done japan to stockpile rare metals as part of effort to reduce dependence on china japan forward and this is the playbook japan has passed on to washington and the rest of the world on how to deal with china to prevent beijing from being able to punish the western tech industry for the time being the united states has resumed operation of the large mountain pass mine which was closed in 2002 due to increasingly stringent environmental requirements in california and because it could not compete with chinese operations in addition democrats and republicans have agreed that they should push for a stateside rare earth refining industry so that all of the processing that these metals undergo is done on u.s soil in this regard a rare earth processing plant has already been opened in colorado but setting up a project of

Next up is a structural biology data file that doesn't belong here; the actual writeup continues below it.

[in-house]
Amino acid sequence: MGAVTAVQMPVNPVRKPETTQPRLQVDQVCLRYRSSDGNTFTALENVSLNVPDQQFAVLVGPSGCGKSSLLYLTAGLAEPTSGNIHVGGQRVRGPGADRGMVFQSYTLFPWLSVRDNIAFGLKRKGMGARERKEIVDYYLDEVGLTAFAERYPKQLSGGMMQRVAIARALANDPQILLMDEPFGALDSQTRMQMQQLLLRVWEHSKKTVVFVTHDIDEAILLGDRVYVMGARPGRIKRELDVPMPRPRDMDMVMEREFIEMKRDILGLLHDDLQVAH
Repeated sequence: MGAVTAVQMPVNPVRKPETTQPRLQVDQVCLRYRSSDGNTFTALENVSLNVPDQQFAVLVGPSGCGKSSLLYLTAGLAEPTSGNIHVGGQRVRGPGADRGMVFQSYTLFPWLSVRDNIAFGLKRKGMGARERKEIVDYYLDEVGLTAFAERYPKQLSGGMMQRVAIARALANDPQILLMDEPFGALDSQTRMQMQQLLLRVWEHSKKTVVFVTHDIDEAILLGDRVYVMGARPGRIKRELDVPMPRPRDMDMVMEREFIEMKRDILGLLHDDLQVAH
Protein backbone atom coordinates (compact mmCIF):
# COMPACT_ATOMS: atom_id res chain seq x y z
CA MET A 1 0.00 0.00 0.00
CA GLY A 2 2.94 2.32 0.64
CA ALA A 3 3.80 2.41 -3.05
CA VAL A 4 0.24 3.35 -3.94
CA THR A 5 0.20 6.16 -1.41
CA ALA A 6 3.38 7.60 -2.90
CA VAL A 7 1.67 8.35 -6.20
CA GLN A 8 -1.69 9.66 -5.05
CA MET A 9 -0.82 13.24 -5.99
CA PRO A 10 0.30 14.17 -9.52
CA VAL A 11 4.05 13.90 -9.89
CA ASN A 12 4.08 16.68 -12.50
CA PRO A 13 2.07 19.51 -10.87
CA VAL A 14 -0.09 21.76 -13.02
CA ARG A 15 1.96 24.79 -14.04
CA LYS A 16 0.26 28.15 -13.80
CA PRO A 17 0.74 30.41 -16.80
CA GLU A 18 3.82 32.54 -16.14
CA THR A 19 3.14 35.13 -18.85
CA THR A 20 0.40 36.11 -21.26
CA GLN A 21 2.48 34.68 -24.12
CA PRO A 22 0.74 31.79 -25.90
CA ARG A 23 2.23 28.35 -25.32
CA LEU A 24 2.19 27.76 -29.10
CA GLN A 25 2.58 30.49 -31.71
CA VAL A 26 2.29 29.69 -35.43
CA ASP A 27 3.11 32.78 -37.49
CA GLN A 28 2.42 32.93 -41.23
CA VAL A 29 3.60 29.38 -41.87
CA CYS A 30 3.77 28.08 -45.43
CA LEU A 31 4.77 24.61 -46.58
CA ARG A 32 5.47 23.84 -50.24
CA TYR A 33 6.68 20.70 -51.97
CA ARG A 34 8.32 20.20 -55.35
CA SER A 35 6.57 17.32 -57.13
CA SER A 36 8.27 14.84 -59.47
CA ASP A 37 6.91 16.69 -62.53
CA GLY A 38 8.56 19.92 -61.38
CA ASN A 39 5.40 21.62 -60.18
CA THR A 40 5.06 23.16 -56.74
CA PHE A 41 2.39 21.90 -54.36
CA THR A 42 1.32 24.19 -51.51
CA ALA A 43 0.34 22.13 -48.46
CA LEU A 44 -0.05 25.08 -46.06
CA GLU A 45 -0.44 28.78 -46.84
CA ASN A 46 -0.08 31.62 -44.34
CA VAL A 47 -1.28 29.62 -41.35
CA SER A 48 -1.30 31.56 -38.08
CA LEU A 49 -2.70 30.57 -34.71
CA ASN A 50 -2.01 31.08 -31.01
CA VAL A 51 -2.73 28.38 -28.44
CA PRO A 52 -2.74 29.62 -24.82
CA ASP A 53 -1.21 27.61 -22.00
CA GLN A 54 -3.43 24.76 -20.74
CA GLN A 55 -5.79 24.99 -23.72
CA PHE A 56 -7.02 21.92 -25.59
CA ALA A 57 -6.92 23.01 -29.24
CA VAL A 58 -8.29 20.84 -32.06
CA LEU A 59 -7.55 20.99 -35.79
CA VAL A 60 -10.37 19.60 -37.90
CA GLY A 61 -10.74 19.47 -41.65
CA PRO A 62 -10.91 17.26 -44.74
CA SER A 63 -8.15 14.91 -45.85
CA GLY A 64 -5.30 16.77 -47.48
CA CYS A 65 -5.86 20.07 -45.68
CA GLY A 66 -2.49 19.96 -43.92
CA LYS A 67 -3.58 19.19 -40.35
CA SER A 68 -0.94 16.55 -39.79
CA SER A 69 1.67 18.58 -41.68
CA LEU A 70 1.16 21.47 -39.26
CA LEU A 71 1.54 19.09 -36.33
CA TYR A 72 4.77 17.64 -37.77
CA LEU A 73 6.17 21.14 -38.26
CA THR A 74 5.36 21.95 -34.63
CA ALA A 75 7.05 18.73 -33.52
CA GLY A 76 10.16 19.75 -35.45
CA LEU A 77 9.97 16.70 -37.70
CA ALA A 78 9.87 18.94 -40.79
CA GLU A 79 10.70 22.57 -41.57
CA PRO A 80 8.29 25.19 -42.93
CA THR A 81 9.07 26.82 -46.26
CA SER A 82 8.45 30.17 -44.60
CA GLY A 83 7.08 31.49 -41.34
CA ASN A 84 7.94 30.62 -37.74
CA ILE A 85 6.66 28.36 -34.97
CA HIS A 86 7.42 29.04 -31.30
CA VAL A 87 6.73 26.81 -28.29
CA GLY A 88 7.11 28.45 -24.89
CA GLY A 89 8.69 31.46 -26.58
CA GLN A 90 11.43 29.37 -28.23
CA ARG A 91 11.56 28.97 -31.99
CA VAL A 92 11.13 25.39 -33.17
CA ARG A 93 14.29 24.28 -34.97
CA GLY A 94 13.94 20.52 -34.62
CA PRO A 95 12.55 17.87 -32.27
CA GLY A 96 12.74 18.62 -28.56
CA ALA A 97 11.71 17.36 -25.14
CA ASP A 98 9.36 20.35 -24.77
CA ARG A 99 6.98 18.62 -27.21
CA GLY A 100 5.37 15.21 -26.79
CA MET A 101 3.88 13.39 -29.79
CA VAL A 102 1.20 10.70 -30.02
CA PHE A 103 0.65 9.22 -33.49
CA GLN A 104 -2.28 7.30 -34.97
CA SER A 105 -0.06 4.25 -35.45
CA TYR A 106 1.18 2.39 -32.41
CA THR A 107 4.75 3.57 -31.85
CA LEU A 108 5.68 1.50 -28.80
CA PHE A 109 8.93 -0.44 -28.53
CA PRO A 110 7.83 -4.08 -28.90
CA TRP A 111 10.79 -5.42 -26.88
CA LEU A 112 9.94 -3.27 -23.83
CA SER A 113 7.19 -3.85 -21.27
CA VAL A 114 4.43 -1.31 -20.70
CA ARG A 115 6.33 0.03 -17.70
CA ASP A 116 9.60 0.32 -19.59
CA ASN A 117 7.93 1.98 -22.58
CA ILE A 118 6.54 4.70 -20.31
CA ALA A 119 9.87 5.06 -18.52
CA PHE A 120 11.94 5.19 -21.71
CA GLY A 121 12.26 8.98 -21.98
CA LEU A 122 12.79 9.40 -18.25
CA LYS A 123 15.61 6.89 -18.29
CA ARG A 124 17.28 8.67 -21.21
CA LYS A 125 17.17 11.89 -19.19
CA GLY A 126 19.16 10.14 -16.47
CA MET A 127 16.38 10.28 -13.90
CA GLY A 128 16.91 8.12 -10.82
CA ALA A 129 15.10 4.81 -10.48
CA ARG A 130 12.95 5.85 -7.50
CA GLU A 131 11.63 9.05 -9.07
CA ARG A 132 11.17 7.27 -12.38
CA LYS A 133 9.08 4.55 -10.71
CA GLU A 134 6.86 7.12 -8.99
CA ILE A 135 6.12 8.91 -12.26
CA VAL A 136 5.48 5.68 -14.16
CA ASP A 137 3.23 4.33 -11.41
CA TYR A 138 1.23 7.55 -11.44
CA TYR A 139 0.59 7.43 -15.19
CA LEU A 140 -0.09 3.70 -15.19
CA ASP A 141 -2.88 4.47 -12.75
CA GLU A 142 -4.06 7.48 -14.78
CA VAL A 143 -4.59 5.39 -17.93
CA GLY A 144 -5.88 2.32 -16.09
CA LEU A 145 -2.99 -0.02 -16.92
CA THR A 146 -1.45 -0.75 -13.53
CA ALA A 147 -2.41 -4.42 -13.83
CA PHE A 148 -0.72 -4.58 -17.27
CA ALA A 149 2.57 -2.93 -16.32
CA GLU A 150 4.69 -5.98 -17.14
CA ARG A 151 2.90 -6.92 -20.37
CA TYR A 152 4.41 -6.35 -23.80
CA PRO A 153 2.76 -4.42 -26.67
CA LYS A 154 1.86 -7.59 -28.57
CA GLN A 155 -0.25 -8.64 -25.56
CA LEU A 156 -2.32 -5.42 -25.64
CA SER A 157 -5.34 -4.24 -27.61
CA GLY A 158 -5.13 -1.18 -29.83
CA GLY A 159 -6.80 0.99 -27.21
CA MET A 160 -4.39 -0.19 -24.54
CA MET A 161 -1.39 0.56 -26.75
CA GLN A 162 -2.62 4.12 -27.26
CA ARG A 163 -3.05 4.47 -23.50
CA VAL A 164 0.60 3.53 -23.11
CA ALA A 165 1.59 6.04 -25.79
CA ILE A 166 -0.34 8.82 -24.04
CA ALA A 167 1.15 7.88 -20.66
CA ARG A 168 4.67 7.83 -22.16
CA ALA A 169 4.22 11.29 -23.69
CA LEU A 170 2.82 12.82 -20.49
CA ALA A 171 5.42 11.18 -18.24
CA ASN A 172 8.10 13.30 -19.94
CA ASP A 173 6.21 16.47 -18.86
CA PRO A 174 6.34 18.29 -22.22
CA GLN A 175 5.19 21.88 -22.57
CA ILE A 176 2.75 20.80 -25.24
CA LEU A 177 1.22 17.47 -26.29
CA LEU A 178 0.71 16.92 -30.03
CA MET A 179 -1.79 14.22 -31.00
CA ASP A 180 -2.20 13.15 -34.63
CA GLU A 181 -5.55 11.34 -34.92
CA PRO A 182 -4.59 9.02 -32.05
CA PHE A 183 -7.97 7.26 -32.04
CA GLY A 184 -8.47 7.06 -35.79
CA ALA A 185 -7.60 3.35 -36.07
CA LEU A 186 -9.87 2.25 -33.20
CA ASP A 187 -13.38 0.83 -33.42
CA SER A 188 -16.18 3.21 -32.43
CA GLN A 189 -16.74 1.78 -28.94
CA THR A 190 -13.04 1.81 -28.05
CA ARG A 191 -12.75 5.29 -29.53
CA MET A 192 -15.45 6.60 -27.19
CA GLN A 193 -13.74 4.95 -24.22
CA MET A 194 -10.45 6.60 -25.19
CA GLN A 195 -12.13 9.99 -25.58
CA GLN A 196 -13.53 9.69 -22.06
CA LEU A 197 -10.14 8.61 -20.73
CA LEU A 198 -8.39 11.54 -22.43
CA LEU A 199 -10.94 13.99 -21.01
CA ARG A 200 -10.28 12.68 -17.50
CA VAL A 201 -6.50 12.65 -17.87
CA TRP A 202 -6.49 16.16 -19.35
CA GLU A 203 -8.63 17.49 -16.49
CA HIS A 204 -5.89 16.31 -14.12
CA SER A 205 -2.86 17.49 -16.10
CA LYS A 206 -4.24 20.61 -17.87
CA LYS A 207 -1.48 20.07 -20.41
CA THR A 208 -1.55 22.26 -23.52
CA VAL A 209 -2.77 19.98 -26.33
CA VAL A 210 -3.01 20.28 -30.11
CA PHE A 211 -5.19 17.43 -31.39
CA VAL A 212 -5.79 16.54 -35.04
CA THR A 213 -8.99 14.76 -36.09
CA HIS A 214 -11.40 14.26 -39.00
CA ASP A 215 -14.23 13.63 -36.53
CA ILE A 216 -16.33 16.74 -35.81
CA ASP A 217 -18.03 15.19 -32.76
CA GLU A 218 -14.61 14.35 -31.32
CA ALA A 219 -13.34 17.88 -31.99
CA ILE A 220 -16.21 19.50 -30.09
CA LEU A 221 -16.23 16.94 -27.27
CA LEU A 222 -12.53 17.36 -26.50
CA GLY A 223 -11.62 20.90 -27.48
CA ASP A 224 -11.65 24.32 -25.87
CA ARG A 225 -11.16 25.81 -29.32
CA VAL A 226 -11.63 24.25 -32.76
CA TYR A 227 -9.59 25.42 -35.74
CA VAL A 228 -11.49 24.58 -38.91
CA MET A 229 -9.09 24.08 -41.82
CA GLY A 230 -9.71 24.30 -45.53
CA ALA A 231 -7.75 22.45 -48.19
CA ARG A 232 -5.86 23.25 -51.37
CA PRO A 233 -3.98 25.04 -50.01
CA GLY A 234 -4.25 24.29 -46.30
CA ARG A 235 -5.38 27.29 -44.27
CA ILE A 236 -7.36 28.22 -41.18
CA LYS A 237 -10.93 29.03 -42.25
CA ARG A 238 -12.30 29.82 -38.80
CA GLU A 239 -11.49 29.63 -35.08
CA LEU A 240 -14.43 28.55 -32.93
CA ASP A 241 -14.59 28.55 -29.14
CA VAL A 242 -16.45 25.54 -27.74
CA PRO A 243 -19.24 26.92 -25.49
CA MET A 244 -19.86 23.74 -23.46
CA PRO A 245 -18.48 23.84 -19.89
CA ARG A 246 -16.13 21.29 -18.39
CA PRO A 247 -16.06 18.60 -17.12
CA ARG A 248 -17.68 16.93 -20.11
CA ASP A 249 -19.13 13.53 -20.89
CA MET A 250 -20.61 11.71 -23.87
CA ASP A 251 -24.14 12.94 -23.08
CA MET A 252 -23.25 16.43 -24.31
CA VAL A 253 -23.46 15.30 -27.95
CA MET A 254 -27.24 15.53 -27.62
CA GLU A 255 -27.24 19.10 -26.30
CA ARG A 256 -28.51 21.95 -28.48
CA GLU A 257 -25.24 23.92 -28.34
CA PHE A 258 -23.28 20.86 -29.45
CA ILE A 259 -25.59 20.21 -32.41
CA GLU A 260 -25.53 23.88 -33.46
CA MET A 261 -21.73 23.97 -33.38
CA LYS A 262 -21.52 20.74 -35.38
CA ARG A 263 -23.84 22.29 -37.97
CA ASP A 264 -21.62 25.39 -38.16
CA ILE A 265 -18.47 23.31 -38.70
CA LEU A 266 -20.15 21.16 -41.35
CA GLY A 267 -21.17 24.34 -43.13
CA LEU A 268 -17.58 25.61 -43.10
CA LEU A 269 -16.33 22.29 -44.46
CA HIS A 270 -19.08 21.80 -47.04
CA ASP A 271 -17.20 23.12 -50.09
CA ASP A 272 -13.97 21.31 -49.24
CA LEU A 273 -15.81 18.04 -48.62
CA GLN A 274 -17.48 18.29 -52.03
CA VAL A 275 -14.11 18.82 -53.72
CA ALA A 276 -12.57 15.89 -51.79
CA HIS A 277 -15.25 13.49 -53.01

this type takes time and this plant will not begin to bear fruit until 2023 in any case the important thing is that everyone in the united states is aware that we cannot continue to depend on china and yes they have also taken good note of the japanese playbook pentagon awards 30 million dollars inrare earth funding to australia’s linusreuters surely now you can understand why greenland has made so many headlinesin recent yearsyes it is estimated that there are manylanthanides there anyway at this pointthe question is now over to you how doyou think western countries should actto secure their supply of rare earth elements should they collaborate with china or

put up the money to challenge its dominance but hang on a minute while the Chinese have rare earth the western allies have something even more important control over the semiconductor industry something that we already covered in the past video about tsmc Taiwan and the chip war.